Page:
5. Be a Role Model for Your Child – Whew, this is a tough one. As parents, we are tired. We are stressed out. We worry. Often, I find that I am my worst self after school at home with my own children. It’s like I’ve just used up all of my patience at school during the day, and I am short with my kids at home. When my children see me lose my temper easily or cope poorly with anger or disappointment, I always see this behavior mimicked later. I always think to myself: “Yep. That was my fault.” :::sigh::: We have to model gratitude for our children. We have to model self-control. We have to model kindness to others. We have to model putting our phones down and being present. It is definitely hard to do this at the end of a long work day. I do not always do the right thing. Sometimes I play on my phone during dinner or serve fast food because it’s easy. But I know that my kids are watching me. I know that they are listening. I know they see when I feel frustrated, or angry, or disappointed. I know they see how I deal with my emotions. I know they see when I am kind to others, when I show gratitude. I know they take everything in. This is true of my own children, and the children in my class as well. I work hard to be a role model for the behavior I want to see in my children, and when I see them misbehaving, I often look in the mirror.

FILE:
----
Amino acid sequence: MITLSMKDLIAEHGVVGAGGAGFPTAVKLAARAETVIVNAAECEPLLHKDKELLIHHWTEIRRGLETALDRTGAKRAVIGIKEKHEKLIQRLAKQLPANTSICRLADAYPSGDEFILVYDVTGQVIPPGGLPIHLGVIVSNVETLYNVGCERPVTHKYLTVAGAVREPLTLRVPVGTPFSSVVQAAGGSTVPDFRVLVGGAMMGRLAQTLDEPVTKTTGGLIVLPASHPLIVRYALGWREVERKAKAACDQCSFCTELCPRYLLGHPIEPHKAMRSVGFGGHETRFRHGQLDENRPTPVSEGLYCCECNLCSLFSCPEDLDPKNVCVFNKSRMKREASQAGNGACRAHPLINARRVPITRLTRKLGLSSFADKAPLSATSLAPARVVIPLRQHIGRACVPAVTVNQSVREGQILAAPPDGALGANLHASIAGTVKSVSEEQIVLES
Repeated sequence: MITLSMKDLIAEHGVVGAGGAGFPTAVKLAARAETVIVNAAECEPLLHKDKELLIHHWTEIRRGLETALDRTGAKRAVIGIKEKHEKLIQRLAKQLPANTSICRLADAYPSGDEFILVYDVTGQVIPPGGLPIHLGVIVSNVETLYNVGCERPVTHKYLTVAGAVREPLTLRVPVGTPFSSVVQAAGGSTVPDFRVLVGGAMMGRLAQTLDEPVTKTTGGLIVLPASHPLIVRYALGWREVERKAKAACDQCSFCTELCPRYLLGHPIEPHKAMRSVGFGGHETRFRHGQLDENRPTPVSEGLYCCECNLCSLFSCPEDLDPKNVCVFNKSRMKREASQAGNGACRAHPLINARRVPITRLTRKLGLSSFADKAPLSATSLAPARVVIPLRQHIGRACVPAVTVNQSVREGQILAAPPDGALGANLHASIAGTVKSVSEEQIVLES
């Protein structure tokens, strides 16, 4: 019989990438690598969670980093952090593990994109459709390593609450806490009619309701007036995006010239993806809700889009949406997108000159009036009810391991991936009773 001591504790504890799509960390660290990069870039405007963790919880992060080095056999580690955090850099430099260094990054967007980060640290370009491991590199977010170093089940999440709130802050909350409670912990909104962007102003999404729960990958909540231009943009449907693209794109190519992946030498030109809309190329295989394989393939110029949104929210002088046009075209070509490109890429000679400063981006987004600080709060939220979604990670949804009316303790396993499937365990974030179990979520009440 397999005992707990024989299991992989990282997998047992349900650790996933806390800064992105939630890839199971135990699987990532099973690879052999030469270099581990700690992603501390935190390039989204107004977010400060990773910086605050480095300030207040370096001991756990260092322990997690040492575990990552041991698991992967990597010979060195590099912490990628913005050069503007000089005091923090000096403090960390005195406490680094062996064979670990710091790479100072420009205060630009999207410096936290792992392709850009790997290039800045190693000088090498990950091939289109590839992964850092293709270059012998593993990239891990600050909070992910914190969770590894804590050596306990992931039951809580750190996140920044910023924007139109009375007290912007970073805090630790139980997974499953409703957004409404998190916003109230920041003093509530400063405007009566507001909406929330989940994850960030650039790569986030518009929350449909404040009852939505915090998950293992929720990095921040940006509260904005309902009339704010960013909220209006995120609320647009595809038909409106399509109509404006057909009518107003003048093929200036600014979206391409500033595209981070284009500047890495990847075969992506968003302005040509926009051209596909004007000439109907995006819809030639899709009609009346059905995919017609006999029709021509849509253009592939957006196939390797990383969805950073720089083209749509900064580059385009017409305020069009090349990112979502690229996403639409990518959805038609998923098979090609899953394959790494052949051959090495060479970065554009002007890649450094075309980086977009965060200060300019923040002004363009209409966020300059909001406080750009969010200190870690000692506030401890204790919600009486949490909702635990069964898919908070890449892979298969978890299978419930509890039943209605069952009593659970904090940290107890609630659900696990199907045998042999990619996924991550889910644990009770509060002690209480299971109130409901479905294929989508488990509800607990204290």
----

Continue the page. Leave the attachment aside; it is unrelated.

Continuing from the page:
I hope these lessons that I’ve learned as a “teacher mom” give you some insight or something to think about. This post was not meant to be preachy or judgemental, but rather to share my unique perspective as an educator and a mom. A final lesson to end this post is one that Maryellen Berry taught me several years ago: Give yourself some grace. As I already mentioned, I am far from perfect. I am not always the mom or the teacher that I aspire to be; however, tomorrow is a new day. Beating myself up about my shortcomings does not help me become a better teacher, a better mother, or a better person. Each day with my students, and my own children, is a new opportunity to learn, grow, and practice the things that I cannot do yet.